A be-masked and be-horned crazed killer of the woods called the Hunter goes on a campy rampage that ends as all campy rampages end; with every single weekend trekker dead except one attractive female, who somehow kills the monster with her wits and escapes relatively unharmed.  That’s exactly how it happens for Camryn, as all her friends end up kabobbed but she leaves the bloody campsite with her life.  The experience will scar her forever though, and moving on past the horrific events will not be easy.  The Hunter makes all the papers, sparks legends, grows in terror, and Camryn may never really escape the specter of that evil man or what was done in the that forest what feels like years ago and somehow nightmarishly recent.

Attempting to move on, our sad survivor gets a job at a dry cleaner’s, works hard, keeps to herself, lives alone, and tries to forget.  But that’s nearly impossible, and the killer still haunts her dreams.  He even begins to haunt her days, whether in reality or not we can’t be sure.  Camryn thinks he’s back, that somehow he’s risen from his grave to claim his last victim.  But no one else has actually seen him, so maybe she’s freaking just freaking the freak out.  A new employee named Nick seems sympathetic, and even introduces her to his gang of friends, some young folk who don’t mind including her into their group.  What they have welcomed along with Camryn is undefined; demons, ghosts, a secret past, and perhaps a very real and dangerous present.

The introduction to this film was good enough, and is deserving of a small nod before we move on to all that was wrong with all the rest.  These images are all from the first five minutes when all the action happens, when the background is established, and when the film plays upon its traditional horror roots.  The idea behind the movie is that we’ll see what happens after the credits roll, what goes on in the psyches of victims after tragic events.  It that way, there’s a bit of a message here, a small amount of critique on abuse and trauma and recovery, so give credit to Moody for directing/writing something with a touch of depth.  The film begins bloody and well, there’s a small amount of moral, so all is off to a good start.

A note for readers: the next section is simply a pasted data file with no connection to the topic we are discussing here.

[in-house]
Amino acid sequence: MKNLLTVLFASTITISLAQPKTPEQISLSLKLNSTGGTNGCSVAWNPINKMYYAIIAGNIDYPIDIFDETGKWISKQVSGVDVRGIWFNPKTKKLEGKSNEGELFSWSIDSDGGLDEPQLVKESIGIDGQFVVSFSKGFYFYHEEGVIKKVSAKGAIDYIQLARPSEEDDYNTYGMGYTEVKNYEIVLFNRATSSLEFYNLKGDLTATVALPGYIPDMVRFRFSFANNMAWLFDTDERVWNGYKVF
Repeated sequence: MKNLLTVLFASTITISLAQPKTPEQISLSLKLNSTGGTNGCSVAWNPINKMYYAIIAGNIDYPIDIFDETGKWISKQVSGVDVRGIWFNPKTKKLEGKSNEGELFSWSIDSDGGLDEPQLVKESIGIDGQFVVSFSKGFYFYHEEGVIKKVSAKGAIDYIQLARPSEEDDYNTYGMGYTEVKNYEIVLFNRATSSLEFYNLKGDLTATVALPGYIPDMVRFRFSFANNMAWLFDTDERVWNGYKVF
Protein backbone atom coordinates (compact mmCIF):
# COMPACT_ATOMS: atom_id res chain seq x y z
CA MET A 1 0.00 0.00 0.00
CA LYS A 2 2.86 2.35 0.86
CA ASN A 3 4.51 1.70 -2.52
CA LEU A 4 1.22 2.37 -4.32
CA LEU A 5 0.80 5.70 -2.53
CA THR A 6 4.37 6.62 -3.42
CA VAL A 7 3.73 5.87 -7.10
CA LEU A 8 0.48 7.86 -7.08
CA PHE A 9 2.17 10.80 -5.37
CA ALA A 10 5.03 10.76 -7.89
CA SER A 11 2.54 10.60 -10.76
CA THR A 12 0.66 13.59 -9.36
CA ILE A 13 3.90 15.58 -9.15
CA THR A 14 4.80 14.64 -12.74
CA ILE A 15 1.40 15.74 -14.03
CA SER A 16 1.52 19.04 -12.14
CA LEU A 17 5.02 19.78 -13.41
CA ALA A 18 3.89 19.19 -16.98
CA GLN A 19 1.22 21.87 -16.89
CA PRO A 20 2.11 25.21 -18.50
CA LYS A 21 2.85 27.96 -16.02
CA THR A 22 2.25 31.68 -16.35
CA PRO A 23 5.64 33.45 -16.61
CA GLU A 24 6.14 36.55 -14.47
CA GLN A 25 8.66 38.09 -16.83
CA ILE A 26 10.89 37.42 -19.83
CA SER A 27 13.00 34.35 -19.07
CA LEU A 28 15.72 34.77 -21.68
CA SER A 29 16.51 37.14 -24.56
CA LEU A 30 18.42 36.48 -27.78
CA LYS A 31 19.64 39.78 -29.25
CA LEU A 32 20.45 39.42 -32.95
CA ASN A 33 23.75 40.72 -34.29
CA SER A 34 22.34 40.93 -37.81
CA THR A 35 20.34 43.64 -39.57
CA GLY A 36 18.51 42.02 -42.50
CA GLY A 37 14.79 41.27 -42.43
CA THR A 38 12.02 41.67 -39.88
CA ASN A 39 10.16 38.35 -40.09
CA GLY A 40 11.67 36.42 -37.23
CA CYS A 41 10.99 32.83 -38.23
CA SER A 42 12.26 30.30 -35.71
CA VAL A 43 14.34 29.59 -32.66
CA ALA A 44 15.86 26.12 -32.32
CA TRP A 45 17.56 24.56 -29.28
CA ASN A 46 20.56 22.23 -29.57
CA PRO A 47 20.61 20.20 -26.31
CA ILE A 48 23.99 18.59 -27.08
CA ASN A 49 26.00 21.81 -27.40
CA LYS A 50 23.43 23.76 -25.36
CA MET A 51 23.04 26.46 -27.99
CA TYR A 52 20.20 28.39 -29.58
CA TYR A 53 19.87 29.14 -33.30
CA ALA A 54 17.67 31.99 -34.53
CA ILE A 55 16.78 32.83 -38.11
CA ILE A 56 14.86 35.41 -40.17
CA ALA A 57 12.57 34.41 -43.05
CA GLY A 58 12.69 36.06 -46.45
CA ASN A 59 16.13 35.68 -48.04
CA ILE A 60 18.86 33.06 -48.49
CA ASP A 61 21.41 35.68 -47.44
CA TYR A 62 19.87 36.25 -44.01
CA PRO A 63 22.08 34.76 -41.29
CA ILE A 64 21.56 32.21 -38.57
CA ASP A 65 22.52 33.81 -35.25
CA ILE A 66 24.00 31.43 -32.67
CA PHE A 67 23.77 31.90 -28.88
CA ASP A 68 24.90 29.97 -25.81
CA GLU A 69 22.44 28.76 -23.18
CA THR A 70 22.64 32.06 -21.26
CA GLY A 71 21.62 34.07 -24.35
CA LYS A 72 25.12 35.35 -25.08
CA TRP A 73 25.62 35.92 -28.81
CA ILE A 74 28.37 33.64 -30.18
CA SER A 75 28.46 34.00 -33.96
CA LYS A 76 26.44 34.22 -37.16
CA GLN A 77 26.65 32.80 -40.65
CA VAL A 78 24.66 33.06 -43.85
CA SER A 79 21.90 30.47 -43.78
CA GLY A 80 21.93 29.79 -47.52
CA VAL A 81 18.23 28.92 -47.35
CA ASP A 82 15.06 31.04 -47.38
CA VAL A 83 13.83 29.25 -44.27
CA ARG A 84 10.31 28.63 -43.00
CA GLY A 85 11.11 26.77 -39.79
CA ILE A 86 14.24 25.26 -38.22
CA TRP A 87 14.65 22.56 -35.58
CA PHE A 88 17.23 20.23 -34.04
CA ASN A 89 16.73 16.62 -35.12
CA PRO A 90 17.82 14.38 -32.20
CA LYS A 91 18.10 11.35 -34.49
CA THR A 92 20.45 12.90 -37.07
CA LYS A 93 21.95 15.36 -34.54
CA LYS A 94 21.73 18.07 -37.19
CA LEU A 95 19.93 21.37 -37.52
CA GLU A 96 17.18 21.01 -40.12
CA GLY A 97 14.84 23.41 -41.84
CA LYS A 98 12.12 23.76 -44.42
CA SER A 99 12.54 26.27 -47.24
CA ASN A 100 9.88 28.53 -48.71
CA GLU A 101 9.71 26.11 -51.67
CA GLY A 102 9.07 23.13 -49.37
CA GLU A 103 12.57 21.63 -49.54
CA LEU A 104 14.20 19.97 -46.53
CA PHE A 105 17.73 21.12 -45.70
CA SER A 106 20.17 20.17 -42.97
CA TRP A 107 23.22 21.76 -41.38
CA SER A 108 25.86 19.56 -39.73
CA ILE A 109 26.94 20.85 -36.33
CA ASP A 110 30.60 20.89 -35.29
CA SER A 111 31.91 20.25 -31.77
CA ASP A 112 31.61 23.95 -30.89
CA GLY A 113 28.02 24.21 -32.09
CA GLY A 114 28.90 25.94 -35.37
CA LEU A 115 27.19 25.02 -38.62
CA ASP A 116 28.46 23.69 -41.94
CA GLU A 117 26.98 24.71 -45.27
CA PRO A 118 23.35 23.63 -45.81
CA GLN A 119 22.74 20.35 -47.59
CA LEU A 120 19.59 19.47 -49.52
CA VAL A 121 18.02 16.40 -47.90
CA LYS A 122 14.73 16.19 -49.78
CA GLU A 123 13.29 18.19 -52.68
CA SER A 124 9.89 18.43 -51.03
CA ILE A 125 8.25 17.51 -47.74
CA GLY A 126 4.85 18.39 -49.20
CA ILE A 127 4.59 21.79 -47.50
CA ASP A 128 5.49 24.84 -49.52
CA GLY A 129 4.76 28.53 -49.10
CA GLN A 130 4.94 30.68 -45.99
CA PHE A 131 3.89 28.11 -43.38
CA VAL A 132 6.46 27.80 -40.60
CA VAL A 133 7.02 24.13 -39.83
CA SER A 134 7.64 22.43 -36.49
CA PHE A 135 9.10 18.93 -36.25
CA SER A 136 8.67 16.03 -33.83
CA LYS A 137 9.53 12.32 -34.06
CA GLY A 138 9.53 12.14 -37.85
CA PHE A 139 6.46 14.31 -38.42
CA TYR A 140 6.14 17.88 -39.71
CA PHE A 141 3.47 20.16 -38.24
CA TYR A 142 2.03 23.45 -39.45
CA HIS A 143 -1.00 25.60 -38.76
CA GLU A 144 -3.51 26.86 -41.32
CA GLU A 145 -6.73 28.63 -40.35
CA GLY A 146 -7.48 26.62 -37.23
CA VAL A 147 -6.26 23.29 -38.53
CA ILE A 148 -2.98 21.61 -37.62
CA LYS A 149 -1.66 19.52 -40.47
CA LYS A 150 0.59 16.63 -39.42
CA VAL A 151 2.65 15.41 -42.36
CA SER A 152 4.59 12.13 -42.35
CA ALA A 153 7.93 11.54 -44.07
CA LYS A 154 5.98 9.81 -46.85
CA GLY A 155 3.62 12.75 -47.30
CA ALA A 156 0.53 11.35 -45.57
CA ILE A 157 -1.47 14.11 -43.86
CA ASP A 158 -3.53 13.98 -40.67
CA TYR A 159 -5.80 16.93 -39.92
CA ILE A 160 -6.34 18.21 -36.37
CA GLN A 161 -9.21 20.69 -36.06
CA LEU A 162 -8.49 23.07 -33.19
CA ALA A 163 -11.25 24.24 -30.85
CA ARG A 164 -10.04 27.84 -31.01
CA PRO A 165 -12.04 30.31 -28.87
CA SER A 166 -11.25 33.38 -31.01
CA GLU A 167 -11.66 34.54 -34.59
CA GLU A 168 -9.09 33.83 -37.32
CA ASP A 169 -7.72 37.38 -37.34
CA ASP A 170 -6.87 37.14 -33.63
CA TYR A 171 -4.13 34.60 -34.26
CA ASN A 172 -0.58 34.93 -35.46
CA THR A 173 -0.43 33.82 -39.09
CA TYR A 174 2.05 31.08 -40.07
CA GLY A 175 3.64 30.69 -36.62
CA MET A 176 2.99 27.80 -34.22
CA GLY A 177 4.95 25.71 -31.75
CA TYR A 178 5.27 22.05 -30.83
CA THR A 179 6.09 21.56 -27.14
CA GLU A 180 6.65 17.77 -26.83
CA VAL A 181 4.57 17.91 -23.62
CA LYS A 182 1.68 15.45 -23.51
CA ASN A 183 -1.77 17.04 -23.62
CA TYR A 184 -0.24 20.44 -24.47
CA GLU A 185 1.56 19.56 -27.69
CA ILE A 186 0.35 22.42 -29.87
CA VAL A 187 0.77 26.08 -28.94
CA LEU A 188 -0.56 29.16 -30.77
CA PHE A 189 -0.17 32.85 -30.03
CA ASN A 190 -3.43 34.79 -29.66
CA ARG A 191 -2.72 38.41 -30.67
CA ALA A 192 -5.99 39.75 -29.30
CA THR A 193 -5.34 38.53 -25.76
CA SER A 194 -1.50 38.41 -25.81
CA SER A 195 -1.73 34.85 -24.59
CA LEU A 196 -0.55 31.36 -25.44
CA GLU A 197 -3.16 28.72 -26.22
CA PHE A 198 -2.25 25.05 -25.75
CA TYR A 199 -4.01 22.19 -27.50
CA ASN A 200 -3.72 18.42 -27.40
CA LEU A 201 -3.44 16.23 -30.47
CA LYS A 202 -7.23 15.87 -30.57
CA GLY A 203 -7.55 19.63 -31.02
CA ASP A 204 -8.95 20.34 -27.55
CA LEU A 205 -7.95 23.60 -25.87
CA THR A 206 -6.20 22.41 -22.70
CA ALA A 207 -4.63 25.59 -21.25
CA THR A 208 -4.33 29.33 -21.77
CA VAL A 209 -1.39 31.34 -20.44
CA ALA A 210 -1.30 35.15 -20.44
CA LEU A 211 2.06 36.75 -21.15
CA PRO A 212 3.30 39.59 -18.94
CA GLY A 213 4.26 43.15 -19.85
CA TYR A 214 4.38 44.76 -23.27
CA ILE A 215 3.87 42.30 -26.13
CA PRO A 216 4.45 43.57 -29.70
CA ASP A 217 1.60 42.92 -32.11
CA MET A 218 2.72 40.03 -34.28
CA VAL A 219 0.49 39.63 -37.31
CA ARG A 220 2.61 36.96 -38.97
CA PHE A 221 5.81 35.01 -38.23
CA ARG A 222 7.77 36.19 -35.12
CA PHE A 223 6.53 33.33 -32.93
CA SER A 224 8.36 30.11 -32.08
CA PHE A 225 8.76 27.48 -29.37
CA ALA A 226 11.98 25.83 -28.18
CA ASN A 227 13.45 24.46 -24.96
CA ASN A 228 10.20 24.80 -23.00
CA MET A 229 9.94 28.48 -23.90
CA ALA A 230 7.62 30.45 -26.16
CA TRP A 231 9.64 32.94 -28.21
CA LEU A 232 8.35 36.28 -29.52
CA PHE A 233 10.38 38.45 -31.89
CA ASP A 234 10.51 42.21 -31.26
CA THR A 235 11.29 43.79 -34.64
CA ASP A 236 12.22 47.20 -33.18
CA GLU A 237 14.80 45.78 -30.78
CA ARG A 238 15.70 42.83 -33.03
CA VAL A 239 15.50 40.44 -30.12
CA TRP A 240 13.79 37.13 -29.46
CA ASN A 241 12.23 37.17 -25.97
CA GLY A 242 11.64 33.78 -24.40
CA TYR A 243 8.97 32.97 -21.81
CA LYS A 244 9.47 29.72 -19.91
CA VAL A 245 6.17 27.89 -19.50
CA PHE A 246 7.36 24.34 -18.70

But that’s literally where the positives end, about 10 minutes into the movie.  From then on, it’s mostly boring and mostly bad.  The boring is any scene in which Camryn is scared or defensive, and that’s about every one.  She mainly worries about the Hunter, sees him, he chases her around, and then she wonders if it was real.  That schtick gets quite old quite fast, and makes up way too much of the action of the film.  The bad is any scene in which actors have to interact, because none of them really can.  All the characters are terribly written, and their actors don’t help them out much, especially the wedded leads.  They bring nothing to the camera, don’t mesh on screen, and drop the proverbial ball.  There’s a little more story/twist at the end, but by then I had totally checked out.

The DVD

Video – With an aspect ratio of 1.85:1 Anamorphic Widescreen, the video quality of this film is not only forgettable, but probably ought to be ignored.  It’s rather poor really, which isn’t exactly shocking, given that the movie is a low-budget horror flick, but the picture just isn’t strong enough and needs to be completely forgiven by audiences so that it doesn’t become a distraction.

Audio – The DVD was done in 5.1 English Dolby Digital, with an option of 2.0 Stereo.  In this menu, commentary can be accessed, from either writer-director Ben Moody and producer Rachel Moody or from writer-director Ben Moody and actors Akasha Villalobos & Danielle Evon Ploeger.  Also, there are subtitles available in English SDH.  The audio quality is only a step better than the video; unremarkable rather than bad.

Extras – There are a few quick, self-explanatory special features on the disc if you’re thirsty for more: Making Of, Gag Reel, Fight Rehearsals, Hunter Test Footage, Set Tour, and a Trailer for the film.

Final Thoughts